Swimming – The lake is pretty much your oyster if you are a confident swimmer. We found a pontoon to sunbathe on, which was also great for jumping off into the lake! The water is so clear and beautiful to swim in, but with opportunities to do paddle-boarding, rowing, water-sports, the list is endless with things to do. If you prefer to swim with a lifeguard around, there are ‘swimming pools’ sectioned off along with an area with sun beds, music etc, but you pay to go into that area (A quick payment heads-up, it is also €1 to use the toilets around Lake Bled so have the coins handy).
Food and Drink – Take a picnic to have by the lake and you won’t regret it. But during our walk around the lake, there was a cafe signposted as the best views in Bled. You can’t go wrong with good views and a good coffee and the Bled Cream cake which was definitely bigger than we expected!
We headed back to Ljubjana in the evening to have some food and drinks in the restaurants on the riverside near Dragon Bridge. Slovenia feels like a hidden gem, whilst at the same time it well-worth the hype and I can’t wait to explore more.
Budapest was one of the first places on our interail list, a city that has always intrigued me. The old mixes in with the new, throughout the city centre and there are plenty of experiences not to be missed when visiting the city.
The City’s Highlights
Danube River – As we stayed on the ‘Pest’ side of the city, strolling along the Danube river was a perfect way to get our bearings with the city. There are incredible views of Buda Castle and Széchenyi Chain Bridge from this side of the river and you’ll be able to see the ‘Shoes on the Danube Bank’ monument, which is incredibly moving as a fitting tribute to those who lost their lives during the shooting in 1944.Read More »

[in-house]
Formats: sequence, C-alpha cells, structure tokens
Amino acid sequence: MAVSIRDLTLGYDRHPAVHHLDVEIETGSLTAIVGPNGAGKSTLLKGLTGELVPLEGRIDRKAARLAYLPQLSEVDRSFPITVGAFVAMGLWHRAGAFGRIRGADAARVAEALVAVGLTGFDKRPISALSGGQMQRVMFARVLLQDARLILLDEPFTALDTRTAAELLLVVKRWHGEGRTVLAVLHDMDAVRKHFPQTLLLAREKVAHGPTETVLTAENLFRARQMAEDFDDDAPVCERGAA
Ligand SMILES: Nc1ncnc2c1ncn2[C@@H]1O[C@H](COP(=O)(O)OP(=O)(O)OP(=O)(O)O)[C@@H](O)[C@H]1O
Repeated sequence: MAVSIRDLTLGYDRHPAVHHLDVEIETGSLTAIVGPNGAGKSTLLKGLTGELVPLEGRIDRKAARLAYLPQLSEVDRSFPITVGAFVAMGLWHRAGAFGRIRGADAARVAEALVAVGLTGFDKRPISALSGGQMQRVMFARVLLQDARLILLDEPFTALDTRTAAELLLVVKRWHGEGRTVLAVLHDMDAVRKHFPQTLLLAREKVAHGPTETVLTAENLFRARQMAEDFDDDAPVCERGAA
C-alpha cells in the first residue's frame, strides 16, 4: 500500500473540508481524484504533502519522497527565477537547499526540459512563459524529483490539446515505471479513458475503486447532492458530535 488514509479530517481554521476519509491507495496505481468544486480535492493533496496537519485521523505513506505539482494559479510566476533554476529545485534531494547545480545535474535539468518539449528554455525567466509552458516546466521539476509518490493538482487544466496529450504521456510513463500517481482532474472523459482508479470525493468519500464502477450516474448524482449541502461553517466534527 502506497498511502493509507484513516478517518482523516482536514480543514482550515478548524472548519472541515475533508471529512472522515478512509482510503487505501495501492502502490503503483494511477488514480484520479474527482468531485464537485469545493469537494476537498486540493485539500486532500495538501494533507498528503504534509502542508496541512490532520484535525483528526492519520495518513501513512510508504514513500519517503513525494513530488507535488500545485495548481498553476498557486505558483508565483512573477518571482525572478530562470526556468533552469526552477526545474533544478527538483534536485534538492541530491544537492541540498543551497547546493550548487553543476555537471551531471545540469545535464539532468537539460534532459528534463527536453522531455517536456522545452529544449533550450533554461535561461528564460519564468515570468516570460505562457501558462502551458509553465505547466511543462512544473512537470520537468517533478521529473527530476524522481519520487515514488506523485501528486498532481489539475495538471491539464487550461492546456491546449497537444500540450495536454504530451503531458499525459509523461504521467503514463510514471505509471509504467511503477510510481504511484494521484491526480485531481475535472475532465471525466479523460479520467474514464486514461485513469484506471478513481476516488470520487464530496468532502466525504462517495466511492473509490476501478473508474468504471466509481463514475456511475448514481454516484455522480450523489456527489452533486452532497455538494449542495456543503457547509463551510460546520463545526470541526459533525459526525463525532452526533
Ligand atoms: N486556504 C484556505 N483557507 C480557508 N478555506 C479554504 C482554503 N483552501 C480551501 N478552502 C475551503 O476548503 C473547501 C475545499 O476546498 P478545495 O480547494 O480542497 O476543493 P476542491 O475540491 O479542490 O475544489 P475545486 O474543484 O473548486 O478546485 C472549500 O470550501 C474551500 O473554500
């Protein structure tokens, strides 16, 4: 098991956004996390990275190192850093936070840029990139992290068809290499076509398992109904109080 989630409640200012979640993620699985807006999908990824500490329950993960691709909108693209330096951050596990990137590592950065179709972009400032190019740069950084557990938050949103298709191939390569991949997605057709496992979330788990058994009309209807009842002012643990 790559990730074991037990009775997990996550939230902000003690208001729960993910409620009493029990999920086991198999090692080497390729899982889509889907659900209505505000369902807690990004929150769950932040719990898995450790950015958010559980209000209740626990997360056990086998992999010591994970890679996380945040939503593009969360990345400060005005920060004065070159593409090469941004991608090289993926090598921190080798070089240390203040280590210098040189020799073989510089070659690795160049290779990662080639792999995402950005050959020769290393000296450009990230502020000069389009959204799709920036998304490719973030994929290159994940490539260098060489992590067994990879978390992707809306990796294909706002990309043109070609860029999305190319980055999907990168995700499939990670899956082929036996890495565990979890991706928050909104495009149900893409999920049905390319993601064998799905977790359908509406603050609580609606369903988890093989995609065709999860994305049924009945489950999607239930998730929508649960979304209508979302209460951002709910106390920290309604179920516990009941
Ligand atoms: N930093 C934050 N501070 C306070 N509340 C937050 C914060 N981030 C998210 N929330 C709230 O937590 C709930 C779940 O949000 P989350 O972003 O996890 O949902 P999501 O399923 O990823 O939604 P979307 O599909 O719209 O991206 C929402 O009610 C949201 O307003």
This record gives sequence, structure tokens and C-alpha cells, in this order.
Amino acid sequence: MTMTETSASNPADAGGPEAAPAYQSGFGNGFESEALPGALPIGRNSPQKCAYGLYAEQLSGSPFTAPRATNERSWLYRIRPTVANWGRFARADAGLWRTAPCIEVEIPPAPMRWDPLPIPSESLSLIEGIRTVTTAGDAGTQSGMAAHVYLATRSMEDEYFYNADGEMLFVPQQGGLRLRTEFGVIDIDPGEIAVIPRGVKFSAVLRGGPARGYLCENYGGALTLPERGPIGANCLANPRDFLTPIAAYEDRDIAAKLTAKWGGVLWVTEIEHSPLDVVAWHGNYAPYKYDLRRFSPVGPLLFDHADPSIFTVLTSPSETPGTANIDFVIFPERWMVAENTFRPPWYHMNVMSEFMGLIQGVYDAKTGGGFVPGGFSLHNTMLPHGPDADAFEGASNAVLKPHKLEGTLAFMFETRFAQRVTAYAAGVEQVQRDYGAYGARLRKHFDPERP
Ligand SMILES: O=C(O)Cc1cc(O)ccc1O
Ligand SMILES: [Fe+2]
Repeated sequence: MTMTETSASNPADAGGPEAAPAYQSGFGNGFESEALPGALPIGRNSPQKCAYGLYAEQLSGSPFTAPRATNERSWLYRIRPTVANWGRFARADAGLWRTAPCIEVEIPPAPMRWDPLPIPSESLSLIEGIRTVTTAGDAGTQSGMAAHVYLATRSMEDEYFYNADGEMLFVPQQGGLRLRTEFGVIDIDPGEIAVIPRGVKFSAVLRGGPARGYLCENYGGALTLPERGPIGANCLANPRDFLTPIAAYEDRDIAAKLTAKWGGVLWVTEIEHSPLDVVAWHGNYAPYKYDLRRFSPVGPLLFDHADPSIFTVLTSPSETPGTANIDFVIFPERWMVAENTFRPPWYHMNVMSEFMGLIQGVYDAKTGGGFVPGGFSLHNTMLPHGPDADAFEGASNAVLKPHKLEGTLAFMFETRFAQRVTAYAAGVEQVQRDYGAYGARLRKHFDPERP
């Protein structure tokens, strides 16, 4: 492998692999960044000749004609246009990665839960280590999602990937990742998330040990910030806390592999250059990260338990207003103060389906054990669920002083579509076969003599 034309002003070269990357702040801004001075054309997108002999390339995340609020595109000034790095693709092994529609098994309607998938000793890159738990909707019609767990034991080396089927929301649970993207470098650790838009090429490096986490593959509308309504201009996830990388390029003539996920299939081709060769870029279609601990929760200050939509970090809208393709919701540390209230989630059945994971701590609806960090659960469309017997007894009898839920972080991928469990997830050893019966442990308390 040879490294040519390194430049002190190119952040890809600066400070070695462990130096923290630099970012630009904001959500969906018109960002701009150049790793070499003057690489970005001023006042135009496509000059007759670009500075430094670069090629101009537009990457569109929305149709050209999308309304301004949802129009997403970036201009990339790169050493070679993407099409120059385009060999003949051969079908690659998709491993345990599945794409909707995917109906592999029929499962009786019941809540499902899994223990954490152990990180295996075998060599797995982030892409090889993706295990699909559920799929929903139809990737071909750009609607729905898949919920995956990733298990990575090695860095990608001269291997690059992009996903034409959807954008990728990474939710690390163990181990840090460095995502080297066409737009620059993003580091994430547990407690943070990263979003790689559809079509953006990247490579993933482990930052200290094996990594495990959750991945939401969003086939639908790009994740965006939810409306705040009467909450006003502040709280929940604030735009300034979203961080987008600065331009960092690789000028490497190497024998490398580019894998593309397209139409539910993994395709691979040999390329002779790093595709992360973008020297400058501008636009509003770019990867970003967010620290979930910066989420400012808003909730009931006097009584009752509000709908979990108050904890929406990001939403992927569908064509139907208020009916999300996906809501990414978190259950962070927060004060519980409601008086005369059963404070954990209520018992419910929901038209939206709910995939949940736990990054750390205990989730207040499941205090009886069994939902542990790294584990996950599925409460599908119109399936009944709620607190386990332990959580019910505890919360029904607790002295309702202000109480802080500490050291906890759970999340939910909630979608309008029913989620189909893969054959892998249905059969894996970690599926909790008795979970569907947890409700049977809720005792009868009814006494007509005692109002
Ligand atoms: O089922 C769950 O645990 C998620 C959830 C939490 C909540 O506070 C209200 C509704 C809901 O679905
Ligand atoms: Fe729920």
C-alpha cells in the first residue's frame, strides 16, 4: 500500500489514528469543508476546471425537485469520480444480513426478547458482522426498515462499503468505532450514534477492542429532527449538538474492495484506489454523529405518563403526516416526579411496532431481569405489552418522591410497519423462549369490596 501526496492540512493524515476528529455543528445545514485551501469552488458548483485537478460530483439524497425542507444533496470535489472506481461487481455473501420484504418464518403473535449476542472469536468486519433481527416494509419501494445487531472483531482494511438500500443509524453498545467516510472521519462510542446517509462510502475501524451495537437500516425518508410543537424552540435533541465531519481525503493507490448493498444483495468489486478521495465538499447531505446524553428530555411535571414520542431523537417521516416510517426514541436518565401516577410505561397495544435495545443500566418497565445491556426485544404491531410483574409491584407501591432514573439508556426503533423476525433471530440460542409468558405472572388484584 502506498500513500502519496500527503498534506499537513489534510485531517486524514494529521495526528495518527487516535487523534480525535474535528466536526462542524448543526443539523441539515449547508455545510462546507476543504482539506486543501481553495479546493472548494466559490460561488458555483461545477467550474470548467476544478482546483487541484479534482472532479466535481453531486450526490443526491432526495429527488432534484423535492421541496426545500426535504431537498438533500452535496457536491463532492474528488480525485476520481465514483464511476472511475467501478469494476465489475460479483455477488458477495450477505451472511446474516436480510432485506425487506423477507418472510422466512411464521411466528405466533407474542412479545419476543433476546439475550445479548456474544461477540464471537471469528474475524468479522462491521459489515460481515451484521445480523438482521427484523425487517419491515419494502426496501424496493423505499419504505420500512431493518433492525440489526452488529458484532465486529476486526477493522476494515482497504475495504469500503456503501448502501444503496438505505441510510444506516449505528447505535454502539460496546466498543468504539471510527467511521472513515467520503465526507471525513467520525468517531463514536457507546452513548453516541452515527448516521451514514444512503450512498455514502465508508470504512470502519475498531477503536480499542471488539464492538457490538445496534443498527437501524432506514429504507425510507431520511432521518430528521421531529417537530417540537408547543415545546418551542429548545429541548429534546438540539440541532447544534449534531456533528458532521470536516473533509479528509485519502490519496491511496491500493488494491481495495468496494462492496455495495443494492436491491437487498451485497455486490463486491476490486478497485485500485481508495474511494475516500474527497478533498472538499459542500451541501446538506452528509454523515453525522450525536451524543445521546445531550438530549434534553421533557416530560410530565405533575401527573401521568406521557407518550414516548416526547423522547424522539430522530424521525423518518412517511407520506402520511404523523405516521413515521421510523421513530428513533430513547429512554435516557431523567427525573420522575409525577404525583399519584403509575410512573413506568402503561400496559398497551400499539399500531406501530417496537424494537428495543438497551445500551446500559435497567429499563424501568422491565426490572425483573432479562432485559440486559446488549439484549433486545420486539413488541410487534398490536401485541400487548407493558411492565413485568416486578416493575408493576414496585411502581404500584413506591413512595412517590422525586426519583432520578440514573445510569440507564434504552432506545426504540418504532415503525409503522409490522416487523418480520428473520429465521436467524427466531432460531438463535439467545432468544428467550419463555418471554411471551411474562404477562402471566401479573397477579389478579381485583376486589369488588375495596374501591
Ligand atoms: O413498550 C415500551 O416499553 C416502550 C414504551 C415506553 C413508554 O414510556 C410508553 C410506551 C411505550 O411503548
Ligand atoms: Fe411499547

Prague has been on my bucket list for AGES and it didn’t disappoint. The old town is gorgeous and you can’t go wrong with a Trdelnik (an incredible desert which combines strudel & sweet pastry).
Where to Stay – Our hostel was really close to the old town, the castle and Charles Bridge. It was MEGA cheap (I think £6 a night?) but not the most comfortable stay. I would definitely recommend staying as central as possible, it’s really easy to explore Prague on foot.
Food & Drink – One of the best places for bars is on the stretch between Charles Bridge and Old Town Square, but I would definitely recommend visiting the Dancing House with the rooftop terrace overlooking Prague castle.
A good spot for food & drink (Especially whilst wanting to watch live sport – we HAD to see the England v Croatia World Cup Final) is Pilsner Urquell Cafe. There’s an extensive menu, with plenty of Czech favourites and the waiters are SO helpful and friendly.
The City’s Highlights
Evening walks very quickly became my favourite way to explore on our interail trip, typically it was a quieter and more chilled way to get to know the city. For the first evening, we ventured into the Old Town to see the Astronomical Clock Tower (Unfortunately covered in scaffolding!). Instead we stumbled upon a Bohemian Jazz Festival so had a good boogie.